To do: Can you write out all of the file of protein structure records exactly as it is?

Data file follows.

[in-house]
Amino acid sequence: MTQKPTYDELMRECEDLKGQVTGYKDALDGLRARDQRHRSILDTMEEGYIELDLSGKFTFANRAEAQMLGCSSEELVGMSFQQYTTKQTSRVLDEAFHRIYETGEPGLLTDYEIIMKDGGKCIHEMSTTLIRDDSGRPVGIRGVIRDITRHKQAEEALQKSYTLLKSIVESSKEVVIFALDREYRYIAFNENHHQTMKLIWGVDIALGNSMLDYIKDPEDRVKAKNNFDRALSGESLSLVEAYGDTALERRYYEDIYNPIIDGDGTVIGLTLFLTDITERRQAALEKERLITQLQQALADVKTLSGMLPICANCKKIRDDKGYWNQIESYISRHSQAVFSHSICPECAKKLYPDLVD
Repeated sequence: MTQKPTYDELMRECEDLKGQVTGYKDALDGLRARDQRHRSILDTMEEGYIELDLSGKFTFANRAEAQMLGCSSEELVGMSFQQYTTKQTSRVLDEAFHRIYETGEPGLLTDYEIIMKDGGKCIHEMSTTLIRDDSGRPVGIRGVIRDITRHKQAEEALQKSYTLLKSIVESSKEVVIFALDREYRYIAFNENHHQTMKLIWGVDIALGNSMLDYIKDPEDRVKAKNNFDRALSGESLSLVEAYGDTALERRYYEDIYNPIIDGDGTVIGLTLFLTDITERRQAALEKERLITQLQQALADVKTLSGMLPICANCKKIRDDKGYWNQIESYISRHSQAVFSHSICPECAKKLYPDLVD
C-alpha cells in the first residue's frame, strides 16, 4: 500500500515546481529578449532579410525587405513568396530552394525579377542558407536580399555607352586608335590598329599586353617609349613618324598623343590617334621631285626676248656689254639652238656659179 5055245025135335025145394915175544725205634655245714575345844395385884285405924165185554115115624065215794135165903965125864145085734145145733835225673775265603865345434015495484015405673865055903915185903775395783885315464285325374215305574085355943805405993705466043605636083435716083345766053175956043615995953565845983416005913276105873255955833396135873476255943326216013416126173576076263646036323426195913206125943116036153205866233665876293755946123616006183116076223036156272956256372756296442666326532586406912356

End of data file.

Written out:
[in-house]
Amino acid sequence: MTQKPTYDELMRECEDLKGQVTGYKDALDGLRARDQRHRSILDTMEEGYIELDLSGKFTFANRAEAQMLGCSSEELVGMSFQQYTTKQTSRVLDEAFHRIYETGEPGLLTDYEIIMKDGGKCIHEMSTTLIRDDSGRPVGIRGVIRDITRHKQAEEALQKSYTLLKSIVESSKEVVIFALDREYRYIAFNENHHQTMKLIWGVDIALGNSMLDYIKDPEDRVKAKNNFDRALSGESLSLVEAYGDTALERRYYEDIYNPIIDGDGTVIGLTLFLTDITERRQAALEKERLITQLQQALADVKTLSGMLPICANCKKIRDDKGYWNQIESYISRHSQAVFSHSICPECAKKLYPDLVD
Repeated sequence: MTQKPTYDELMRECEDLKGQVTGYKDALDGLRARDQRHRSILDTMEEGYIELDLSGKFTFANRAEAQMLGCSSEELVGMSFQQYTTKQTSRVLDEAFHRIYETGEPGLLTDYEIIMKDGGKCIHEMSTTLIRDDSGRPVGIRGVIRDITRHKQAEEALQKSYTLLKSIVESSKEVVIFALDREYRYIAFNENHHQTMKLIWGVDIALGNSMLDYIKDPEDRVKAKNNFDRALSGESLSLVEAYGDTALERRYYEDIYNPIIDGDGTVIGLTLFLTDITERRQAALEKERLITQLQQALADVKTLSGMLPICANCKKIRDDKGYWNQIESYISRHSQAVFSHSICPECAKKLYPDLVD
C-alpha cells in the first residue's frame, strides 16, 4: 500500500515546481529578449532579410525587405513568396530552394525579377542558407536580399555607352586608335590598329599586353617609349613618324598623343590617334621631285626676248656689254639652238656659179 5055245025135335025145394915175544725205634655245714575345844395385884285405924165185554115115624065215794135165903965125864145085734145145733835225673775265603865345434015495484015405673865055903915185903775395783885315464285325374215305574085355943805405993705466043605636083435716083345766053175956043615995953565845983416005913276105873255955833396135873476255943326216013416126173576076263646036323426195913206125943116036153205866233665876293755946123616006183116076223036156272956256372756296442666326532586406912356